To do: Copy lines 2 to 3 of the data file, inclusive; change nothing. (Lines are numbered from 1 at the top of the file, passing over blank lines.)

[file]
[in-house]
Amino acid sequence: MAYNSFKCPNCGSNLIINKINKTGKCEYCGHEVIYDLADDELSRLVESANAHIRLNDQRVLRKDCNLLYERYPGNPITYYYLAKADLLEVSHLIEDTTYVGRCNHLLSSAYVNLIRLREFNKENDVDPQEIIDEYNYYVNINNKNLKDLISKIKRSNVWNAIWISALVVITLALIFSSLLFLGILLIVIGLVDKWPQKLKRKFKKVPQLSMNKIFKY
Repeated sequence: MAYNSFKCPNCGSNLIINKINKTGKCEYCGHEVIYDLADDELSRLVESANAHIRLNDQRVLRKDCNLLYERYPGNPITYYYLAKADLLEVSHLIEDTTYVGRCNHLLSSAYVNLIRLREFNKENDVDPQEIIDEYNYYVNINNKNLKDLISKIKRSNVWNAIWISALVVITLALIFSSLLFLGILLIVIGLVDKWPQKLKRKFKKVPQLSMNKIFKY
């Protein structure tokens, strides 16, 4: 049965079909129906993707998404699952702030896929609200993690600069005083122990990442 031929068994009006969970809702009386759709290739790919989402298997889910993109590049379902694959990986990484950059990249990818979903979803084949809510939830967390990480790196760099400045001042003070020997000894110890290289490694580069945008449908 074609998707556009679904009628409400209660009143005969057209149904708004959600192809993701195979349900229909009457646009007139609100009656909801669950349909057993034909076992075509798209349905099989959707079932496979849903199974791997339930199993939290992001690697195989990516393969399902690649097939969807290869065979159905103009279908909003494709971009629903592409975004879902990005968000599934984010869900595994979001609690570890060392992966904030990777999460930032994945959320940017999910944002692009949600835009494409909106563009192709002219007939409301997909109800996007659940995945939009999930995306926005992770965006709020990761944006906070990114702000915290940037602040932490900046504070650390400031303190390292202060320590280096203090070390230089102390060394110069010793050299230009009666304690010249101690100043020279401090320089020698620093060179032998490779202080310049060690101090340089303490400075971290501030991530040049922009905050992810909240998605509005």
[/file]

Amino acid sequence: MAYNSFKCPNCGSNLIINKINKTGKCEYCGHEVIYDLADDELSRLVESANAHIRLNDQRVLRKDCNLLYERYPGNPITYYYLAKADLLEVSHLIEDTTYVGRCNHLLSSAYVNLIRLREFNKENDVDPQEIIDEYNYYVNINNKNLKDLISKIKRSNVWNAIWISALVVITLALIFSSLLFLGILLIVIGLVDKWPQKLKRKFKKVPQLSMNKIFKY
Repeated sequence: MAYNSFKCPNCGSNLIINKINKTGKCEYCGHEVIYDLADDELSRLVESANAHIRLNDQRVLRKDCNLLYERYPGNPITYYYLAKADLLEVSHLIEDTTYVGRCNHLLSSAYVNLIRLREFNKENDVDPQEIIDEYNYYVNINNKNLKDLISKIKRSNVWNAIWISALVVITLALIFSSLLFLGILLIVIGLVDKWPQKLKRKFKKVPQLSMNKIFKY